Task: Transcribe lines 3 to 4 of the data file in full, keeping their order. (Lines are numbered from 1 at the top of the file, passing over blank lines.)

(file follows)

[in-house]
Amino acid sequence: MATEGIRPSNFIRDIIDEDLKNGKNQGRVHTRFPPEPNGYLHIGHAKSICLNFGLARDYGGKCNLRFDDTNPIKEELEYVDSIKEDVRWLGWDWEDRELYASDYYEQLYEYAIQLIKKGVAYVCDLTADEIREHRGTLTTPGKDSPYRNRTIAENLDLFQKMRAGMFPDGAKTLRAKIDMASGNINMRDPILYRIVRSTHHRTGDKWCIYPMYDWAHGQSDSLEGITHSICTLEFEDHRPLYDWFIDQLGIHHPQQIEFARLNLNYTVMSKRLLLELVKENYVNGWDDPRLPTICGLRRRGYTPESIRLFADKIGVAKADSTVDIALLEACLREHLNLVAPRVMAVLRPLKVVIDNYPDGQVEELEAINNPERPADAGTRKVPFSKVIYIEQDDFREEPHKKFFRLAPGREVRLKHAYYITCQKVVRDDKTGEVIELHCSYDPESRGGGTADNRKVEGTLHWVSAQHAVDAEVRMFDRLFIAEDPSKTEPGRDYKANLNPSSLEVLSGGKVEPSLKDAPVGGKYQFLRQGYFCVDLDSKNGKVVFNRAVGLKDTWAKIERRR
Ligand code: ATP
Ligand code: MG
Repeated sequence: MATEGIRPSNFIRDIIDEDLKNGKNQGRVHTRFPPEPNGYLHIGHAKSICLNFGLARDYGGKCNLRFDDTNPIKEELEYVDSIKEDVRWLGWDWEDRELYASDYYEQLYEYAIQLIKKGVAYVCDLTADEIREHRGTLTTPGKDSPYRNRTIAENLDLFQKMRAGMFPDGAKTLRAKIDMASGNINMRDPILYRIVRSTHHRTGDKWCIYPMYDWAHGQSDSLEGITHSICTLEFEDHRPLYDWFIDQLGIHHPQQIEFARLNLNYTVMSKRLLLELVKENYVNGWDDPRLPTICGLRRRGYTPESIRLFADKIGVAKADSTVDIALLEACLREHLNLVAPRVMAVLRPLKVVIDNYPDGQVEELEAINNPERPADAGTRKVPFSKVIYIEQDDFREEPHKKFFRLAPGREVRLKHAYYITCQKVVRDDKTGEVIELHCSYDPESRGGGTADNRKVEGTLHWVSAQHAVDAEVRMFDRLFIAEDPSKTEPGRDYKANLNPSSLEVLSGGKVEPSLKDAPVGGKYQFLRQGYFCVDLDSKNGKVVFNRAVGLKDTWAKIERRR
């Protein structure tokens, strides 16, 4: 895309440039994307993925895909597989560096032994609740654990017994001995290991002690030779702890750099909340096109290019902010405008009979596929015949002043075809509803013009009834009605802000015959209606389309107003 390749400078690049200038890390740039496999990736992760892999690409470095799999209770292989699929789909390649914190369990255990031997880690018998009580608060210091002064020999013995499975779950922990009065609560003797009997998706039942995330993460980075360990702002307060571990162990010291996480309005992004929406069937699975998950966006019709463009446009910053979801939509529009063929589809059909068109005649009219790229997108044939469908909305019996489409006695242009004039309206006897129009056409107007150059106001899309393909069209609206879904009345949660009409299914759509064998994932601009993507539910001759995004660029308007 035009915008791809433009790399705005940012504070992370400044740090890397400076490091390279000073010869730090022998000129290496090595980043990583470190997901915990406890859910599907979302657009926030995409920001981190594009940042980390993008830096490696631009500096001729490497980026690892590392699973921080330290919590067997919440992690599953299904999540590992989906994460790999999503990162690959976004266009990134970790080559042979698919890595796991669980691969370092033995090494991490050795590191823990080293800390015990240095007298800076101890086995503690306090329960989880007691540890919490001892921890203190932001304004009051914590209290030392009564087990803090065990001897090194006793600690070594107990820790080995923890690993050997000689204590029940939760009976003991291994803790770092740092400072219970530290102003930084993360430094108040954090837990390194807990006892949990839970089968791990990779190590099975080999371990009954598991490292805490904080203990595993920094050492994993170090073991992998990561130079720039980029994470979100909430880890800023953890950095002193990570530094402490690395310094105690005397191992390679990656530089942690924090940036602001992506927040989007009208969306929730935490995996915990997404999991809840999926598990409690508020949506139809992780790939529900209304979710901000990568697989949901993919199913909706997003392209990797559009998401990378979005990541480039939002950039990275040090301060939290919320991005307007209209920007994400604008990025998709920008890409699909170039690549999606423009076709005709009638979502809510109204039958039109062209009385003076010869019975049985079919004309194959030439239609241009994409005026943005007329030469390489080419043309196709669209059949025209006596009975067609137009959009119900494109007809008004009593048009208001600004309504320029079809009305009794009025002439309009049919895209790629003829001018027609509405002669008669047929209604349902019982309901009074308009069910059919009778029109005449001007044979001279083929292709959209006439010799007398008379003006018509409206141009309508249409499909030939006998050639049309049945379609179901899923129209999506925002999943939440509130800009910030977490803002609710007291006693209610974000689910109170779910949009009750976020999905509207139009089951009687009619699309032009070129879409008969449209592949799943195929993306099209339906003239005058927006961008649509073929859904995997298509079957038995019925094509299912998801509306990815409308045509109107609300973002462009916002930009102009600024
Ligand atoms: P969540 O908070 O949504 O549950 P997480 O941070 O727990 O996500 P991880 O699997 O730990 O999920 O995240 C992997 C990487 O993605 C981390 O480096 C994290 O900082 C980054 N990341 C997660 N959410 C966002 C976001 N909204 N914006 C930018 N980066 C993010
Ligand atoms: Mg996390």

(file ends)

Ligand code: ATP
Ligand code: MG